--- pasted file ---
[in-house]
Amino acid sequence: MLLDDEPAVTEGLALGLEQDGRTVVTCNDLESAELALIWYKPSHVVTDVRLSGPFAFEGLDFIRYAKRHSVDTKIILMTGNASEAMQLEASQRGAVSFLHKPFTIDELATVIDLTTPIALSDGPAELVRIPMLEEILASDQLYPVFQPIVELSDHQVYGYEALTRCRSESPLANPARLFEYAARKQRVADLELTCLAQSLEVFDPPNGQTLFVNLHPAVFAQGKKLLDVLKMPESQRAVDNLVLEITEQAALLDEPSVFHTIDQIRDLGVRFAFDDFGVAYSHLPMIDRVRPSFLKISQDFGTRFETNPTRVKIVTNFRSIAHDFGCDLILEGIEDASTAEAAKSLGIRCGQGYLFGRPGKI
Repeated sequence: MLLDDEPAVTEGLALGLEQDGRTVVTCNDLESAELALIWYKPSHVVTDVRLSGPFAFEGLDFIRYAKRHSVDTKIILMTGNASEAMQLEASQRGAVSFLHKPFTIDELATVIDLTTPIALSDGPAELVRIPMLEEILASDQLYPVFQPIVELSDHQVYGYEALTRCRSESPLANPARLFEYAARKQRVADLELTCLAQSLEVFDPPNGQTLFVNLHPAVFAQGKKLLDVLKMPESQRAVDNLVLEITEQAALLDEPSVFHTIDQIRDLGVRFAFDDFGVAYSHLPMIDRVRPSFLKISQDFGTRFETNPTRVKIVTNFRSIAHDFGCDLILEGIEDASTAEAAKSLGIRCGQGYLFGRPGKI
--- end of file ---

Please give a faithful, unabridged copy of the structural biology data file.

[in-house]
Amino acid sequence: MLLDDEPAVTEGLALGLEQDGRTVVTCNDLESAELALIWYKPSHVVTDVRLSGPFAFEGLDFIRYAKRHSVDTKIILMTGNASEAMQLEASQRGAVSFLHKPFTIDELATVIDLTTPIALSDGPAELVRIPMLEEILASDQLYPVFQPIVELSDHQVYGYEALTRCRSESPLANPARLFEYAARKQRVADLELTCLAQSLEVFDPPNGQTLFVNLHPAVFAQGKKLLDVLKMPESQRAVDNLVLEITEQAALLDEPSVFHTIDQIRDLGVRFAFDDFGVAYSHLPMIDRVRPSFLKISQDFGTRFETNPTRVKIVTNFRSIAHDFGCDLILEGIEDASTAEAAKSLGIRCGQGYLFGRPGKI
Repeated sequence: MLLDDEPAVTEGLALGLEQDGRTVVTCNDLESAELALIWYKPSHVVTDVRLSGPFAFEGLDFIRYAKRHSVDTKIILMTGNASEAMQLEASQRGAVSFLHKPFTIDELATVIDLTTPIALSDGPAELVRIPMLEEILASDQLYPVFQPIVELSDHQVYGYEALTRCRSESPLANPARLFEYAARKQRVADLELTCLAQSLEVFDPPNGQTLFVNLHPAVFAQGKKLLDVLKMPESQRAVDNLVLEITEQAALLDEPSVFHTIDQIRDLGVRFAFDDFGVAYSHLPMIDRVRPSFLKISQDFGTRFETNPTRVKIVTNFRSIAHDFGCDLILEGIEDASTAEAAKSLGIRCGQGYLFGRPGKI